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Man, 92, wins $1.9 million tobacco judgment in wife's death

  • Story Highlights
  • Leon Barbanell's wife smoked two packs a day for more than 50 years
  • Six jurors deliberated for a day, put the total award at $5.3 million
  • Jury determined Philip Morris USA was only 36.5 percent responsible
  • Anti-smoking advocate: "Tobacco litigation is alive and well"
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(CNN) -- A Florida jury awarded a 92-year-old man $1.9 million in compensatory damages for the death of his wife, a former two-pack-a-day Marlboro smoker who started when she was 16 and died in her 70s, attorneys said Thursday.

A jury awarded a 92-year-old man $1.9 million in compensatory damages for the death of his wife.

A jury awarded a 92-year-old man $1.9 million in compensatory damages for the death of his wife.

The jury of five women and one man deliberated for slightly more than a day before deciding on the amount, attorneys for both sides said. The jurors put the total award at $5.3 million but found that Philip Morris USA was only 36.5 percent responsible for the lung cancer that plaintiffs said killed Leon Barbanell's wife.

Shirley Barbanell herself was deemed 63.5 percent responsible, the attorneys said.

Plaintiff's attorney Jonathan Gdanski said the jury found a design defect and a breach of warranty.

Philip Morris announced that it plans to appeal the case, one of thousands of "Engle progeny" cases, named after a 2006 Florida Supreme Court decision that decertified a class-action lawsuit against the tobacco industry. That case involved Dr. Howard A. Engle, a Miami Beach pediatrician and smoker who served as the lead plaintiff in the class-action suit.

The decertification decision let former class members file lawsuits individually, and thousands did.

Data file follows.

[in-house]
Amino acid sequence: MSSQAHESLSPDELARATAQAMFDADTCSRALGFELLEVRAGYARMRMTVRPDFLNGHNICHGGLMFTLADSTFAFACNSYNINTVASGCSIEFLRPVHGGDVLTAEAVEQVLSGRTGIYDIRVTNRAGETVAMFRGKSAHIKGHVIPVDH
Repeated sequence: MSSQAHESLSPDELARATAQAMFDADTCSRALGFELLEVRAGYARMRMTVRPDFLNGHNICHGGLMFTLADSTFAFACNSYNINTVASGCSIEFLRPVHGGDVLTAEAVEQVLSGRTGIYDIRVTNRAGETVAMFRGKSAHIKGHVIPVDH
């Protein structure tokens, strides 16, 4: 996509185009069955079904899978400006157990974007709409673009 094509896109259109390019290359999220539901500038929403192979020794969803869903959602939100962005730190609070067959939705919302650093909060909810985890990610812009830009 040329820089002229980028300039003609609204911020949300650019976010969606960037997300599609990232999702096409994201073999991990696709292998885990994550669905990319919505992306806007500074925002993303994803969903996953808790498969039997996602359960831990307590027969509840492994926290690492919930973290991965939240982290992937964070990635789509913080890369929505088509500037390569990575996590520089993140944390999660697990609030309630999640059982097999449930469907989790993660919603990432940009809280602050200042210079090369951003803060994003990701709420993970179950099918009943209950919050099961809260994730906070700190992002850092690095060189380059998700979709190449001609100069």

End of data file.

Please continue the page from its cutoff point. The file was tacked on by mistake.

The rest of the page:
The Florida Supreme Court also allowed some factual findings about smoking causing disease be taken from Engle case and applied to the progeny cases "so plaintiff's attorneys don't have to start from square one in each of these cases," said Ed Sweda, a lawyer for the Tobacco Products Liability Project in Boston, Massachusetts.

The industry has balked at that. "Today's verdict is the result of a severely prejudicial trial plan," said Murray Garnick, Altria Client Services senior vice president and associate general counsel, speaking on behalf of Philip Morris USA, in a written statement. "From beginning to end, this case was marked by legal rulings that should be reversed on appeal, including allowing this jury to rely almost exclusively on findings by a prior jury that have no direct connection with the plaintiff in this case."

So far, six of the eight Engle cases that have gone to trial have come back with a plaintiff's verdict, said Sweda. "Another bunch are in the pipeline ready for trial this year," he said.

About Thursday's verdict, he said, "This is certainly a clear indication that tobacco litigation is alive and well."

Gdanski said his firm has more than 150 Engle cases. "We're more than happy to keep trying them," he said.

All About SmokingCivil TrialsPhillip Morris

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